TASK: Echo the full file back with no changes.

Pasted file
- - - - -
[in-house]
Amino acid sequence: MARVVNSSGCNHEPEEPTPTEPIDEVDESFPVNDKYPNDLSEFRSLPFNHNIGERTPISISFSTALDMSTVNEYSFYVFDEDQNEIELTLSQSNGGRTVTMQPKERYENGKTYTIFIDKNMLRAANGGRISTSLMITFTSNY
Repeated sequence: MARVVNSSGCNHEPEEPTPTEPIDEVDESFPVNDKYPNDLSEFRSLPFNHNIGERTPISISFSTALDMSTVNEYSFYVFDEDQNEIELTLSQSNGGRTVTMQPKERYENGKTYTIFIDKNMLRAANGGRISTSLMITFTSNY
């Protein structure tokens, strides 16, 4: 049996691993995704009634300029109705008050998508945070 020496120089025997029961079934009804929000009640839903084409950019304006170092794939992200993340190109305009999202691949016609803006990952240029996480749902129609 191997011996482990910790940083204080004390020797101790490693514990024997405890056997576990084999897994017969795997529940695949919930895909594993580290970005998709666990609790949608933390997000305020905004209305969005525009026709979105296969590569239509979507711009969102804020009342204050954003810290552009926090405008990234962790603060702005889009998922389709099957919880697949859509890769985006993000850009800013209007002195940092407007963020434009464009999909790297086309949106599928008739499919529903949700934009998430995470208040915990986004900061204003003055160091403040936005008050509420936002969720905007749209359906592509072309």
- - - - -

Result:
[in-house]
Amino acid sequence: MARVVNSSGCNHEPEEPTPTEPIDEVDESFPVNDKYPNDLSEFRSLPFNHNIGERTPISISFSTALDMSTVNEYSFYVFDEDQNEIELTLSQSNGGRTVTMQPKERYENGKTYTIFIDKNMLRAANGGRISTSLMITFTSNY
Repeated sequence: MARVVNSSGCNHEPEEPTPTEPIDEVDESFPVNDKYPNDLSEFRSLPFNHNIGERTPISISFSTALDMSTVNEYSFYVFDEDQNEIELTLSQSNGGRTVTMQPKERYENGKTYTIFIDKNMLRAANGGRISTSLMITFTSNY
């Protein structure tokens, strides 16, 4: 049996691993995704009634300029109705008050998508945070 020496120089025997029961079934009804929000009640839903084409950019304006170092794939992200993340190109305009999202691949016609803006990952240029996480749902129609 191997011996482990910790940083204080004390020797101790490693514990024997405890056997576990084999897994017969795997529940695949919930895909594993580290970005998709666990609790949608933390997000305020905004209305969005525009026709979105296969590569239509979507711009969102804020009342204050954003810290552009926090405008990234962790603060702005889009998922389709099957919880697949859509890769985006993000850009800013209007002195940092407007963020434009464009999909790297086309949106599928008739499919529903949700934009998430995470208040915990986004900061204003003055160091403040936005008050509420936002969720905007749209359906592509072309």